With hope of one day curing humanity of cocaine addiction, medical investigators at Mount Sinai Hospital in New York say they’ve discovered more about how the drug alters the brain’s reward circuits.
Research physician Eric J. Nestler says he and his colleagues found in a study of laboratory mice that chronic cocaine exposure led to elevated levels of the PARP-1 enzyme, which along with a synaptic gene affected how genes are expressed in the nucleus accumbens. Prolonged cocaine use changes the brain not by altering DNA but by expressing, or repressing, specific genes that are encoding synaptic proteins within the genetic information. The same protein found critical to cocaine addiction has been under investigation by other scientists developing cancer treatments. “This discovery provides new leads for the development of anti-addiction medications,” Nestler said in a statement.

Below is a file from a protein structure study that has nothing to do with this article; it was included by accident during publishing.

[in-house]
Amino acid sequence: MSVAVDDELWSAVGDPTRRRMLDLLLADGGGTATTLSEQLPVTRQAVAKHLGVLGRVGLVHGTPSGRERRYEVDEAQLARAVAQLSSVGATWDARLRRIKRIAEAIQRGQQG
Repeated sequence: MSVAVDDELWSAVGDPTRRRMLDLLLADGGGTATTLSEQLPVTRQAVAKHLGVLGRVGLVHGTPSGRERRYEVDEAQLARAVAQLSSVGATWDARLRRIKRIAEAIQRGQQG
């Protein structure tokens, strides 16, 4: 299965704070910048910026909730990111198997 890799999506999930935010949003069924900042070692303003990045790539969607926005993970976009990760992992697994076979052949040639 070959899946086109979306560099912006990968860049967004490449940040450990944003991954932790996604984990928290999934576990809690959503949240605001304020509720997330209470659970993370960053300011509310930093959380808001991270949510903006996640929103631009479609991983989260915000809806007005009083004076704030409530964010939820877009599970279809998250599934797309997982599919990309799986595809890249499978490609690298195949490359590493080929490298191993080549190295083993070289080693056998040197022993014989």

After discovering the protein’s epigenetic effect on cocaine addiction, the investigators used a technique known as chromatin immunoprecipitation sequencing to identify exactly which genes are altered by the protein. They focused on a target gene known as Sidekick-1, a cell adhesion molecule highly concentrated at brain synapses that direct such intercellular connections. By using viral gene mediation, the team was able to overexpress the Sidekick-1 gene, finding major changes to the brain’s pleasure center. Not only did a greater role for Sidekick-1 increase satisfaction with cocaine stimuli but the actual structure of the brain and it’s connections changed, too.
Kimberly Scobie, a postdoctoral fellow working on the study, touted the study’s findings as important to cocaine addiction research. “It is striking that changing the level of PARP-1 alone is sufficient to influence the rewarding effects of cocaine,” she said. The study suggests a new direction for therapies treating cocaine addiction in the United States, with 1.4 million of our countrymen dependent on the drug, according to the U.S. National Institute of Drug Abuse.